Besides their security, the efficiency of searchable encryption schemes is a major criteria when it comes to their adoption: in order to replace an unencrypted database by a more secure construction, it must scale to the systems which rely on it. Unfortunately, the relationship between the efficiency and the security of searchable encryption has not been widely studied, and the minimum cost of some crucial security properties is still unclear.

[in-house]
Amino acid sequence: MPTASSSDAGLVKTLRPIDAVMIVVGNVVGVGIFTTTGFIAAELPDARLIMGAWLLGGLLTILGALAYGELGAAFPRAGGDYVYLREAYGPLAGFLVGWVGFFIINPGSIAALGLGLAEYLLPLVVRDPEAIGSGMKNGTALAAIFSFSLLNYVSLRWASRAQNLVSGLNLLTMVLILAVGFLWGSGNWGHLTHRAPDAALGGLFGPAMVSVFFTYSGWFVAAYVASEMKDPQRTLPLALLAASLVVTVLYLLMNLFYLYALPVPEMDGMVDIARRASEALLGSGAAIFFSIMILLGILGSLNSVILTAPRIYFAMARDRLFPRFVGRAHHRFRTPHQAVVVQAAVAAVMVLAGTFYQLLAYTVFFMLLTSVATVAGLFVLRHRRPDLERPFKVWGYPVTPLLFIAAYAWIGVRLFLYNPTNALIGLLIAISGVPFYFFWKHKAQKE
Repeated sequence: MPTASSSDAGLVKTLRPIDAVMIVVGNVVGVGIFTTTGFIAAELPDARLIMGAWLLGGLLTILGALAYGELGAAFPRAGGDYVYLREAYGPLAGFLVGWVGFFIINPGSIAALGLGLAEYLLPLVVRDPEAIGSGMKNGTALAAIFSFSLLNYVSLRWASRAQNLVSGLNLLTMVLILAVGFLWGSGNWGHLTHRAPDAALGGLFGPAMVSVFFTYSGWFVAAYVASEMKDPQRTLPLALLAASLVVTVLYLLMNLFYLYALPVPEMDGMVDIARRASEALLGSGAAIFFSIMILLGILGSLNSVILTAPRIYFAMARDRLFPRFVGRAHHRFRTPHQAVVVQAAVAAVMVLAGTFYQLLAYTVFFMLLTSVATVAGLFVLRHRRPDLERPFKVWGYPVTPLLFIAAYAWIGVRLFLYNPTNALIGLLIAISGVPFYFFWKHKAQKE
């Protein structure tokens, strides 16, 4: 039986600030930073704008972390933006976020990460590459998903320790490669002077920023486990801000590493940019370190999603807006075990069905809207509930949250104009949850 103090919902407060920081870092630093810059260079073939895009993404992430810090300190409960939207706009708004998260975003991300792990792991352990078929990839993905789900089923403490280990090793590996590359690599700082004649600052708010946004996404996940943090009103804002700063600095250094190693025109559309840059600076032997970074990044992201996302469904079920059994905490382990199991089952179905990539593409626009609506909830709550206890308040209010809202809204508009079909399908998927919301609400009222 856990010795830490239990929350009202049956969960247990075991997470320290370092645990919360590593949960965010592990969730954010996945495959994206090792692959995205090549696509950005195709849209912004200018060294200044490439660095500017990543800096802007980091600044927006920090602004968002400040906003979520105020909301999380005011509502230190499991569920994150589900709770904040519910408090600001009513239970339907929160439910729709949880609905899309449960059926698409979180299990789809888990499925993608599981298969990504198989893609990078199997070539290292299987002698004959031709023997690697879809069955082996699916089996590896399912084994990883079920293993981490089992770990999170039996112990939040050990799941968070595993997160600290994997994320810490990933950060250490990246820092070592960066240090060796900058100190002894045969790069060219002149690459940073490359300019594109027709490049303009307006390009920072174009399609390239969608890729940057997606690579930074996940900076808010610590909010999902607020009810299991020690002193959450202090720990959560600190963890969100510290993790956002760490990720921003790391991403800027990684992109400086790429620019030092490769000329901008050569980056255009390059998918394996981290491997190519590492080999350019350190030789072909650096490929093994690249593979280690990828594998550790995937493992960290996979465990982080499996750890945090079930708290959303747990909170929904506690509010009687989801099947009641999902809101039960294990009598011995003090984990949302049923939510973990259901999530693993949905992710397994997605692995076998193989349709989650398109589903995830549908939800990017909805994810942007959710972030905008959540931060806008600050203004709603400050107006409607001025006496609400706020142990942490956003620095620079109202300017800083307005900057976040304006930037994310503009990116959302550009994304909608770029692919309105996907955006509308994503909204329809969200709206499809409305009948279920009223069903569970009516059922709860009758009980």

In this paper, we present new lower bounds on the trade-offs between the size of the client state, the efficiency and the security for searchable encryption schemes. These lower bounds target two kinds of schemes: schemes hiding the repetition of search queries, and forward-private dynamic schemes, for which updates are oblivious.
We also show that these lower bounds are tight, by either constructing schemes matching them, or by showing that even a small increase in the amount of leaked information allows for constructing schemes breaking the lower bounds.